The turkeys are here, and Boulder residents should be thankful.
A trio of turkeys have apparently claimed Boulder as their turf, and more of the wild birds have been spotted in other parts of the Front Range, something wildlife officials said is actually a sign of a healthy ecosystem.
"Turkeys seem to be doing really well," said Colorado Parks and Wildlife spokeswoman Jennifer Churchill. "Them showing up in Boulder and Loveland is a sign that we have good habitat, and that's a real positive."
Turkeys prefer riparian habitats, which mean they usually stick to areas around creeks and tributaries. But Churchill said they can wander from their roosts during the day.
Churchill said there have been reports of wild turkeys in both Boulder County and Weld County. In Boulder County, most of the sightings appear to involve a trio of turkeys who have been wandering around east Boulder.
The Boulder County Sheriff's Office posted a video of the turkeys patrolling the parking lot around the post office at 55th and Valmont on Feb. 23, and three were also spotted the next day at the Daily Camera offices at 55th and Flatiron Parkway.
There have also been numerous scanner calls aired involving reports of the turkeys stopping traffic.
"We've been hearing about them for a month or so," said Boulder police animal control Officer Taylor Barnes. "They're just doing their thing."
Sam Zwirko works for an HVAC company and came across the trio while he was on a job near 55th and Central in February.
"I had gone down to my van to get a part, and out of the corner of my eye I see a huge, brown, velociraptor-type-looking bird," Zwirko said. "They came right up to me, probably looking for food."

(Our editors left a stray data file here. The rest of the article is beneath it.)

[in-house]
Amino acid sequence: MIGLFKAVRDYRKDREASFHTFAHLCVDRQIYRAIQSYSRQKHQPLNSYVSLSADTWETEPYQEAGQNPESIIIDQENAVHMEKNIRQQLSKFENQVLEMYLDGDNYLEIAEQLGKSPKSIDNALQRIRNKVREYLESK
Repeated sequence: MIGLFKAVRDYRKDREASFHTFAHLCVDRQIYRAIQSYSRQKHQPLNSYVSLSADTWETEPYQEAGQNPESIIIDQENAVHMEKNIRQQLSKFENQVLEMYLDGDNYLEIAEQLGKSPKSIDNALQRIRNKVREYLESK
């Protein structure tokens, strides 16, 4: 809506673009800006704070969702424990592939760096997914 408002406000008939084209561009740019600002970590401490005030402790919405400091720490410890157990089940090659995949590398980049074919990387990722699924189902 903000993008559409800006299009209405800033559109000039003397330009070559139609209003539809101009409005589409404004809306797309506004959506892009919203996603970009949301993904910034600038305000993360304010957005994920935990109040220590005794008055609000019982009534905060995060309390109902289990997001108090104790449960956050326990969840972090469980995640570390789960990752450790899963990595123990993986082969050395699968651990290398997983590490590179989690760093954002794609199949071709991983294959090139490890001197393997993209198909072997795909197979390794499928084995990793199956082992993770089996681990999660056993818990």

Zwirko said he's heard from coworkers that the trio can often be spotted near the intersection of 95th Street and Valmont Road, and there have also been calls about the turkeys being spotted at 75th Street and Valmont. Zwirko is from Massachusetts and is used to seeing wild turkeys, but said other people in the building clearly were not.
"The turkeys traveled to the entrance of the building, and almost seemed like they wanted to go inside," Zwirko said. "Then employees started coming out of the building all excited, because they had no idea what kind of animals they were."
Churchill said there were some reports of "turkey conflicts" in Greeley, where people became uncomfortable with turkeys following them around. Earlier this week in Loveland, a few turkeys temporarily took over a neighborhood, entering garages and hopping up on the roof of an SUV.
But Churchill said people who think any gang of gobblers are getting a little too close for comfort can clap their hands or shout to scare them away.
"Please don't hurt the turkeys, but if they are making you feel uncomfortable, you can try to chase them off," Churchill said. "But otherwise, just enjoy the chance to see a turkey."